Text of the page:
Baby boomers grew up pampered by the lenient child-rearing philosophy of Dr. Spock but competitive amid crowded classrooms. They grew to mistrust authority during the Vietnam War and Watergate scandal. They experimented with drugs and alternative lifestyles. They have become the Sandwich Generation, squeezed between providing for college-age children and elderly parents.

Unlike their parents' Greatest Generation, which survived the Great Depression, defeated Hitler and built America into the world's superpower, baby boomers grew up with a sense of entitlement. They have been called the Me Generation and disparaged as whiny by subsequent generations X and Y.

A new level

Emotion and confession are not new to presidential politics, of course. Richard Nixon gained sympathy with his televised, tearful "Checkers speech" but reaped only scorn and disbelief when he later proclaimed "I am not a crook." Baby boomers Al Gore and George W. Bush actually went on Oprah Winfrey's talk show during the 2000 campaign. Bill Clinton confessed, sort of, to marital infidelity on "60 Minutes" in the 1992 campaign.

But personal politics are reaching a new level in the Democratic campaign. Dean tells about going through grief therapy and anxiety attacks after his brother's disappearance in Southeast Asia. Charles Dean's remains were recently found.

Gephardt talks about his lesbian daughter, Chrissy, coming out in the spring of 2001 and about the fear and worry of having a child nearly die from cancer. Edwards has acknowledged how the death of his 16-year-old son, Wade, altered his life.

Lieberman pushes his 89-year-old mother in a wheelchair as he campaigns. Clark gets teary-eyed when he talks about children being killed during his military service in Kosovo.

On the lighter side of personal politics, Kucinich, a twice-divorced bachelor and friend of movie star Shirley MacLaine, has caught the fancy of online females who are vying for a date on a Web site called Kucinich put out a casual call for his ideal first lady at a televised candidate forum.

Combining confession and celebrity, Sharpton talks of his broken home, where his father ran off with young Al's half-sister and how soul singer James Brown became his father figure.

"I call it the `politics of reassurance,' " said Renshon, whose books include "The Psychological Assessment of Presidential Candidates" and "Political Psychology: Cultural and Cross-Cultural Foundations."

The candidates are "trying to reassure the public that they are human, they are regular, they are aware of life's ups and down. That they are one of us, essentially," Renshon said. "The reality of it is, they are not one of us. The number of people who want to be president and spend their adult lives trying to get it is really quite small."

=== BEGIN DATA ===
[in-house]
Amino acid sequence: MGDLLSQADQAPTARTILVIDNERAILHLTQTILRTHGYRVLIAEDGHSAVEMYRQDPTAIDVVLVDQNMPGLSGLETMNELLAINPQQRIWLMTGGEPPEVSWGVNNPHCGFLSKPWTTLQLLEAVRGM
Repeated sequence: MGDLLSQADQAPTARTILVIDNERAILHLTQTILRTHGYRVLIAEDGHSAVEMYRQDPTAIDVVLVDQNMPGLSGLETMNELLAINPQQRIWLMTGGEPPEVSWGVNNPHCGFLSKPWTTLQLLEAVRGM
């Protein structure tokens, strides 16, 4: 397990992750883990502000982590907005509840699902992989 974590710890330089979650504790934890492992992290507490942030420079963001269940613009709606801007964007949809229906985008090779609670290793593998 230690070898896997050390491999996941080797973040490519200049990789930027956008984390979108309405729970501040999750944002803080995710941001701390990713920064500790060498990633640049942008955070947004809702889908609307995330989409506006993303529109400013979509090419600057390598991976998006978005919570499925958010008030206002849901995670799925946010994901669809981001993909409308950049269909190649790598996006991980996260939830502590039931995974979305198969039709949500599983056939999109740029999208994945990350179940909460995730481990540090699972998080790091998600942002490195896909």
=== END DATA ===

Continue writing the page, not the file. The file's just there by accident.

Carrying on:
The campaign goes on against a backdrop of cynicism, said Thompson, whose books include "Prime Time, Prime Movers." Politicians, lawyers and media people top the mistrust polls, he noted, and there is widespread belief that "when you scratch the surface, you see lies."

Thompson sees confessional politics as "the most useful model to appear like you are being honest." From Clinton to Arnold Schwarzenegger, politicians "have seen how mea culpas, when done effectively, not only get you out of trouble" but help promote your popularity and perceived trustworthiness.

TOPICS: Politics/Elections
KEYWORDS: 2004; apolitics; emotional; intimate; oprah

1 posted on 12/08/2003 10:13:48 AM PST by Tumbleweed_Connection
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To: Tumbleweed_Connection
Their next step will be an all-out Springer episode, complete with allegations of in-breeding, video-tapes, and an all-out brawl.

I can hardly wait!!! :-)

2 posted on 12/08/2003 10:22:40 AM PST by theDentist (Liberals can sugarcoat sh** all they want. I'm not biting.)
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To: Tumbleweed_Connection
Post 9/11, the touchy-feely crap will no longer work.
3 posted on 12/08/2003 10:43:18 AM PST by ikka
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To: theDentist
i think that's a great idea. they could use it as the format of one of the debates. jerry springer could host it and ask the questions.


This could be really good for politics!
4 posted on 12/08/2003 11:04:36 AM PST by drhogan
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To: ikka
Post 9/11, the touchy-feely crap will no longer wor

You'd think. But apparently, the criminally ignorant soccer clods need a refresher incident.

5 posted on 12/08/2003 12:07:16 PM PST by ctonious
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To: Tumbleweed_Connection
CF, Anne Coulter, "The Party of Ideas"
6 posted on 12/08/2003 12:09:48 PM PST by Lonesome in Massachussets (Uday and Qusay and Idi-ay are ead-day)